Apocalyptic cults see their mission in two general ways: They either want to accelerate the end of time or take action to ensure that they survive the millennium. For example, Aum Shinrikyo wanted to take action to hasten the end of the world, while compounds in general are built to survive the endtime safely. An analysis of millennial cults by the FBI’s Behavioral Science Unit describes how rhetoric changes depending on whether the leader’s ideology envisions the group as playing an active role in the coming Apocalypse or a passive survivalist role:
A cult that predicts that “God will punish” or “evil will be punished” indicates a more passive and less threatening posture than the cult that predicts that “God’s chosen people will punish . . .” As another example, the members of a passive group might predict that God or another being will one day liberate their souls from their bodies or come to carry them away. The followers of a more action-oriented group would, in contrast, predict that they themselves will one day shed their mortal bodies or transport themselves to another place.39
A cult that displays these characteristics may then produce three social-psychological components, referred to as the "Lethal Triad," that predispose a cult towards violence aimed at its members and/or outsiders.40 Cults in which members are heavily dependent on the leader for all decision making almost always physically and psychologically isolate their members from outsiders, the first component of the triad.41 The other two components interact in the following way:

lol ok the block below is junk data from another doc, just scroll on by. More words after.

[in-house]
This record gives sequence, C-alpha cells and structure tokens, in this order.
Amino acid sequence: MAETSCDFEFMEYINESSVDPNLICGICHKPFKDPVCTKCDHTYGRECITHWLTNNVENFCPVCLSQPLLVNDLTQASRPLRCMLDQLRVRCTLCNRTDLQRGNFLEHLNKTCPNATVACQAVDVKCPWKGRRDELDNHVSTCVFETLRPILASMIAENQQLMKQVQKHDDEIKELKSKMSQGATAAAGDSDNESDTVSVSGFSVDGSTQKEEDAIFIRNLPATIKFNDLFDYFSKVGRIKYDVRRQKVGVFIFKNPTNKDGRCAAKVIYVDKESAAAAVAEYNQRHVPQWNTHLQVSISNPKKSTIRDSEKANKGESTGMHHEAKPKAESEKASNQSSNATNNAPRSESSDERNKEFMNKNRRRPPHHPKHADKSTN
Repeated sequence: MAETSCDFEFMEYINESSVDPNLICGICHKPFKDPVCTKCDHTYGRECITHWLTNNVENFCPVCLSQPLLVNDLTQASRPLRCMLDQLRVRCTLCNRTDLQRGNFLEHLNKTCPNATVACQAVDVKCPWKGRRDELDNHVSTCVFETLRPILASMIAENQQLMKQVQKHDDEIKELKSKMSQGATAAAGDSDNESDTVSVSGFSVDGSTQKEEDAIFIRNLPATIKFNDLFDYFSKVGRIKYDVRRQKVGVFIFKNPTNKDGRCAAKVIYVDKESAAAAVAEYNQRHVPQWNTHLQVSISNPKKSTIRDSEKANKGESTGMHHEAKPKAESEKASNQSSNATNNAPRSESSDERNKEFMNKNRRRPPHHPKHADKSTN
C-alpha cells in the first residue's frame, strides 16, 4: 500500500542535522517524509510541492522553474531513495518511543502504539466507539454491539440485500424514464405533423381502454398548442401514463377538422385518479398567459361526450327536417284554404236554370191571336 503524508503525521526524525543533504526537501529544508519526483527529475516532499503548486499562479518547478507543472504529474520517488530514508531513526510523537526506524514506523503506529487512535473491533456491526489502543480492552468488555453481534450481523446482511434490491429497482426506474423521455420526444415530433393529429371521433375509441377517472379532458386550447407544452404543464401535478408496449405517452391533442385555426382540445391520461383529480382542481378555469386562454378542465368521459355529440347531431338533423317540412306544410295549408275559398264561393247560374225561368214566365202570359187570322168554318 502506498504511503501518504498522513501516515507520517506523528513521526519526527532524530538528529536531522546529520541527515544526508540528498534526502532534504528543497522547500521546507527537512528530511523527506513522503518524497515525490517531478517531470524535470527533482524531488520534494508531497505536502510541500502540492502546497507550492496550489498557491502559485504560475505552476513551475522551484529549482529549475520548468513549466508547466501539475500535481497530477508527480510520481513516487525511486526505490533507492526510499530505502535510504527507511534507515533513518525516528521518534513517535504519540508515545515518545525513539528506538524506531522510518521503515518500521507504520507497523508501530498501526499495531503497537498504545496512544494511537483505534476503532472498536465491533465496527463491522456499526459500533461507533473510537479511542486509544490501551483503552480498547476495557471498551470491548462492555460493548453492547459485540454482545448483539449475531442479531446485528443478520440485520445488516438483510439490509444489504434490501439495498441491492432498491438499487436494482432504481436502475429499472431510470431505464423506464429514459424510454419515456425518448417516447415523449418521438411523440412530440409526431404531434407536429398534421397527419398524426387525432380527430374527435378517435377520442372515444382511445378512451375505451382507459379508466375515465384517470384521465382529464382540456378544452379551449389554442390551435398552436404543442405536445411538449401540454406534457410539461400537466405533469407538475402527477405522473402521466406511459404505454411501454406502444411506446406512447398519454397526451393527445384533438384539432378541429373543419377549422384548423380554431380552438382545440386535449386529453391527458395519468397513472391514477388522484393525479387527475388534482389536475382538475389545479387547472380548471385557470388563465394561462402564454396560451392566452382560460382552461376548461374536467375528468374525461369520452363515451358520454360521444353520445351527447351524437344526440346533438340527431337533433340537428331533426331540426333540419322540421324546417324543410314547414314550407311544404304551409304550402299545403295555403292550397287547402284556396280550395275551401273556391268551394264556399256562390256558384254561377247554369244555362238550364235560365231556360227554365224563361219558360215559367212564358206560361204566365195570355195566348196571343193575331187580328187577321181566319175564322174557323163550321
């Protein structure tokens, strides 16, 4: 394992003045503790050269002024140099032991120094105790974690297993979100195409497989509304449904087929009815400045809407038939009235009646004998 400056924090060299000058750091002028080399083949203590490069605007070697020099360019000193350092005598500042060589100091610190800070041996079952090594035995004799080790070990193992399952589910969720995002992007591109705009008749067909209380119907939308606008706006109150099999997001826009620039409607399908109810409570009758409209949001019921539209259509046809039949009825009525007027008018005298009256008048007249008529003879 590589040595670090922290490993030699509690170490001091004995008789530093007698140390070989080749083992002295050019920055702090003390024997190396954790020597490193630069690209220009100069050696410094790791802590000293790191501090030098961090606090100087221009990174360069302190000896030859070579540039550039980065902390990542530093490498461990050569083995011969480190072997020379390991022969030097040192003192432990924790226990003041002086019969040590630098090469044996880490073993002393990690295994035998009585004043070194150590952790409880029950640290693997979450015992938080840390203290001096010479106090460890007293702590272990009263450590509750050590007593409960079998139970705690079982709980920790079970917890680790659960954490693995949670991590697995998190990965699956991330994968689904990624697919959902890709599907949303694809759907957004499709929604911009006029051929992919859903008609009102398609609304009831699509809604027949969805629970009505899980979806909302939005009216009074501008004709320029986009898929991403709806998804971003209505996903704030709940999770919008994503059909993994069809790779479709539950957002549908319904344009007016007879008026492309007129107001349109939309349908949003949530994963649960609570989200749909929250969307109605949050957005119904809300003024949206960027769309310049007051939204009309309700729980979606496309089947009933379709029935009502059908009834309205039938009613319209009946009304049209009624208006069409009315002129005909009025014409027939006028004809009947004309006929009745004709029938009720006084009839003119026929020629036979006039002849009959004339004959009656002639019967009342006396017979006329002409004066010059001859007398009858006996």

“... isolation causes a reduction of critical thinking on the part of group members who become entrenched in the belief proposed by the group leadership. As a result, group members relinquish all responsibility for group decision making to their leader and blame the cause of all group grievances on some outside entity or force, a process known as projection. Finally, isolation and projection combine to produce pathological anger, the final component of the triad.”42
Of the nearly 1000 cults operating in the United States, very few present credible threats for millennial violence. Law enforcement officials should concentrate on those cults that advocate force or violence to achieve their goals concerning the endtime, as well as those cults which possess a substantial number of the distinguishing traits listed above.43 In particular, cults of greatest concern to law enforcement are those that: (1) believe they play a special, elite role in the endtime; (2) believe violent offensive action is needed to fulfill their endtime prophecy; (3) take steps to attain their beliefs. Those factors may culminate in plans to initiate conflict with outsiders or law enforcement.
The violent tendencies of dangerous cults can be classified into two general categories-- defensive violence and offensive violence. Defensive violence is utilized by cults to defend a compound or enclave that was created specifically to eliminate most contact with the dominant culture.44 The 1993 clash in Waco, Texas at the Branch Davidian complex is an illustration of such defensive violence. History has shown that groups that seek to withdraw from the dominant culture seldom act on their beliefs that the endtime has come unless provoked.45